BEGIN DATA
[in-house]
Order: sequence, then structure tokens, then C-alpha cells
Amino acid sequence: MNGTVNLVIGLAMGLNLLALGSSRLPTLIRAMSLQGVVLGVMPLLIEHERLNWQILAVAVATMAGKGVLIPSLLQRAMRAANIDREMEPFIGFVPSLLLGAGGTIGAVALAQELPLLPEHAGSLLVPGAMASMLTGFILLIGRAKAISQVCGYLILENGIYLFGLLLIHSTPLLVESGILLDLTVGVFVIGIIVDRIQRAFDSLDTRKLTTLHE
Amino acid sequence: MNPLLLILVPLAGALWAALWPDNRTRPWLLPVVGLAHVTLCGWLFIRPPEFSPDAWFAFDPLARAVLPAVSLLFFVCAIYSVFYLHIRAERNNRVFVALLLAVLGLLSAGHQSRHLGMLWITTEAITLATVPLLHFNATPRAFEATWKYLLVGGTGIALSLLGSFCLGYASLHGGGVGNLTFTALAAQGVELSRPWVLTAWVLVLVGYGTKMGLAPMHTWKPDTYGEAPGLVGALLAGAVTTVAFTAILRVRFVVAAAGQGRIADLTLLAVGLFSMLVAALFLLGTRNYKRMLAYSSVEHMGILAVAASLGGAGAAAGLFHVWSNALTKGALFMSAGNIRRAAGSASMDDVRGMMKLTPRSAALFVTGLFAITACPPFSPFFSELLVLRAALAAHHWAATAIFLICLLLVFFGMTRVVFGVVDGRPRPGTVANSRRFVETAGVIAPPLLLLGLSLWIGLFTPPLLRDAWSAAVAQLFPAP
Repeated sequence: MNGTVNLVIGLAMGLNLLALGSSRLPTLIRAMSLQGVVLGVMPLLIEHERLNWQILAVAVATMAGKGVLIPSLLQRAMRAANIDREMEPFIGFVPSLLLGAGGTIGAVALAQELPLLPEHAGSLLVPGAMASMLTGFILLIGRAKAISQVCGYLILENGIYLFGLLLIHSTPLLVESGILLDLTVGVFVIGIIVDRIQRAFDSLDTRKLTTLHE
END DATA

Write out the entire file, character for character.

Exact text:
[in-house]
Order: sequence, then structure tokens, then C-alpha cells
Amino acid sequence: MNGTVNLVIGLAMGLNLLALGSSRLPTLIRAMSLQGVVLGVMPLLIEHERLNWQILAVAVATMAGKGVLIPSLLQRAMRAANIDREMEPFIGFVPSLLLGAGGTIGAVALAQELPLLPEHAGSLLVPGAMASMLTGFILLIGRAKAISQVCGYLILENGIYLFGLLLIHSTPLLVESGILLDLTVGVFVIGIIVDRIQRAFDSLDTRKLTTLHE
Amino acid sequence: MNPLLLILVPLAGALWAALWPDNRTRPWLLPVVGLAHVTLCGWLFIRPPEFSPDAWFAFDPLARAVLPAVSLLFFVCAIYSVFYLHIRAERNNRVFVALLLAVLGLLSAGHQSRHLGMLWITTEAITLATVPLLHFNATPRAFEATWKYLLVGGTGIALSLLGSFCLGYASLHGGGVGNLTFTALAAQGVELSRPWVLTAWVLVLVGYGTKMGLAPMHTWKPDTYGEAPGLVGALLAGAVTTVAFTAILRVRFVVAAAGQGRIADLTLLAVGLFSMLVAALFLLGTRNYKRMLAYSSVEHMGILAVAASLGGAGAAAGLFHVWSNALTKGALFMSAGNIRRAAGSASMDDVRGMMKLTPRSAALFVTGLFAITACPPFSPFFSELLVLRAALAAHHWAATAIFLICLLLVFFGMTRVVFGVVDGRPRPGTVANSRRFVETAGVIAPPLLLLGLSLWIGLFTPPLLRDAWSAAVAQLFPAP
Repeated sequence: MNGTVNLVIGLAMGLNLLALGSSRLPTLIRAMSLQGVVLGVMPLLIEHERLNWQILAVAVATMAGKGVLIPSLLQRAMRAANIDREMEPFIGFVPSLLLGAGGTIGAVALAQELPLLPEHAGSLLVPGAMASMLTGFILLIGRAKAISQVCGYLILENGIYLFGLLLIHSTPLLVESGILLDLTVGVFVIGIIVDRIQRAFDSLDTRKLTTLHE